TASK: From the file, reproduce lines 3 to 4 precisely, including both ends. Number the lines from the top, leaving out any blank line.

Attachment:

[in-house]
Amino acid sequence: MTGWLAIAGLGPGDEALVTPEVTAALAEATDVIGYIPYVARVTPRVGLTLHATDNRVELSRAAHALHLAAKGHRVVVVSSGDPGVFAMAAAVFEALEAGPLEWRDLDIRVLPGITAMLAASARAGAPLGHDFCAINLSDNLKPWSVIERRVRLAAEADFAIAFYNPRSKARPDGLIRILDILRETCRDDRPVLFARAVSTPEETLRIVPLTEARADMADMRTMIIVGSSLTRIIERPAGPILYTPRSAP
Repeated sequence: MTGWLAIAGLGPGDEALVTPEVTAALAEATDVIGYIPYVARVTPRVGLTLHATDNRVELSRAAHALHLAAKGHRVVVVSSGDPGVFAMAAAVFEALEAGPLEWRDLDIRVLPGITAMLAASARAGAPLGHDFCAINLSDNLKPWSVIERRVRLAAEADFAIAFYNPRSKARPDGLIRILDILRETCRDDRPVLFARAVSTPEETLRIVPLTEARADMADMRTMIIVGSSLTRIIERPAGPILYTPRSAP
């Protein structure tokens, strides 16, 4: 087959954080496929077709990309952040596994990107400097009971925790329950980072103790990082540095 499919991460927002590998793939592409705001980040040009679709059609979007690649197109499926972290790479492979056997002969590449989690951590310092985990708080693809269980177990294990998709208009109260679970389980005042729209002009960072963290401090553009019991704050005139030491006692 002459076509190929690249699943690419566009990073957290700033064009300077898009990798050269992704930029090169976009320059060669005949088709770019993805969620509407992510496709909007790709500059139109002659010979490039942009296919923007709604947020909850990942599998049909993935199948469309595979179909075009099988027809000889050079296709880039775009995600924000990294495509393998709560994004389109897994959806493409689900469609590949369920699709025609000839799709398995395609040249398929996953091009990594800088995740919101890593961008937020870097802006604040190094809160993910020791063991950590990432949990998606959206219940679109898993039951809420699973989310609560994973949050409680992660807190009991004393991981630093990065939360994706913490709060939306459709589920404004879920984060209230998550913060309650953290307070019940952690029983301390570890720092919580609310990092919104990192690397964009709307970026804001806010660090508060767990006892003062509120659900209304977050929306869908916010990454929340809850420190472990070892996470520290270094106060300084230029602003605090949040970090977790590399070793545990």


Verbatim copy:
Repeated sequence: MTGWLAIAGLGPGDEALVTPEVTAALAEATDVIGYIPYVARVTPRVGLTLHATDNRVELSRAAHALHLAAKGHRVVVVSSGDPGVFAMAAAVFEALEAGPLEWRDLDIRVLPGITAMLAASARAGAPLGHDFCAINLSDNLKPWSVIERRVRLAAEADFAIAFYNPRSKARPDGLIRILDILRETCRDDRPVLFARAVSTPEETLRIVPLTEARADMADMRTMIIVGSSLTRIIERPAGPILYTPRSAP
């Protein structure tokens, strides 16, 4: 087959954080496929077709990309952040596994990107400097009971925790329950980072103790990082540095 499919991460927002590998793939592409705001980040040009679709059609979007690649197109499926972290790479492979056997002969590449989690951590310092985990708080693809269980177990294990998709208009109260679970389980005042729209002009960072963290401090553009019991704050005139030491006692 002459076509190929690249699943690419566009990073957290700033064009300077898009990798050269992704930029090169976009320059060669005949088709770019993805969620509407992510496709909007790709500059139109002659010979490039942009296919923007709604947020909850990942599998049909993935199948469309595979179909075009099988027809000889050079296709880039775009995600924000990294495509393998709560994004389109897994959806493409689900469609590949369920699709025609000839799709398995395609040249398929996953091009990594800088995740919101890593961008937020870097802006604040190094809160993910020791063991950590990432949990998606959206219940679109898993039951809420699973989310609560994973949050409680992660807190009991004393991981630093990065939360994706913490709060939306459709589920404004879920984060209230998550913060309650953290307070019940952690029983301390570890720092919580609310990092919104990192690397964009709307970026804001806010660090508060767990006892003062509120659900209304977050929306869908916010990454929340809850420190472990070892996470520290270094106060300084230029602003605090949040970090977790590399070793545990």